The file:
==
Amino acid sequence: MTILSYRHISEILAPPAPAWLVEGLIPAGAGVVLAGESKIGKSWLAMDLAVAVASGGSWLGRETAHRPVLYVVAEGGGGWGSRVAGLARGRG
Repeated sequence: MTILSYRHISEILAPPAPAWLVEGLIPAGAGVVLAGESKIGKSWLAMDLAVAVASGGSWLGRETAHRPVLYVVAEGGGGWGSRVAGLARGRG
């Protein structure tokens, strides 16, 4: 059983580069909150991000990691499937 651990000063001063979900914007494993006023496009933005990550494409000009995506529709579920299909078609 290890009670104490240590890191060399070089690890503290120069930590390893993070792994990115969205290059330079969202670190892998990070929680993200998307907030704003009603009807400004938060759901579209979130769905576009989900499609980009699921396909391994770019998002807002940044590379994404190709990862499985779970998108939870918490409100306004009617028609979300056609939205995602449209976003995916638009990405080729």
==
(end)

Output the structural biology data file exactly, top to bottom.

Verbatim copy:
Amino acid sequence: MTILSYRHISEILAPPAPAWLVEGLIPAGAGVVLAGESKIGKSWLAMDLAVAVASGGSWLGRETAHRPVLYVVAEGGGGWGSRVAGLARGRG
Repeated sequence: MTILSYRHISEILAPPAPAWLVEGLIPAGAGVVLAGESKIGKSWLAMDLAVAVASGGSWLGRETAHRPVLYVVAEGGGGWGSRVAGLARGRG
């Protein structure tokens, strides 16, 4: 059983580069909150991000990691499937 651990000063001063979900914007494993006023496009933005990550494409000009995506529709579920299909078609 290890009670104490240590890191060399070089690890503290120069930590390893993070792994990115969205290059330079969202670190892998990070929680993200998307907030704003009603009807400004938060759901579209979130769905576009989900499609980009699921396909391994770019998002807002940044590379994404190709990862499985779970998108939870918490409100306004009617028609979300056609939205995602449209976003995916638009990405080729």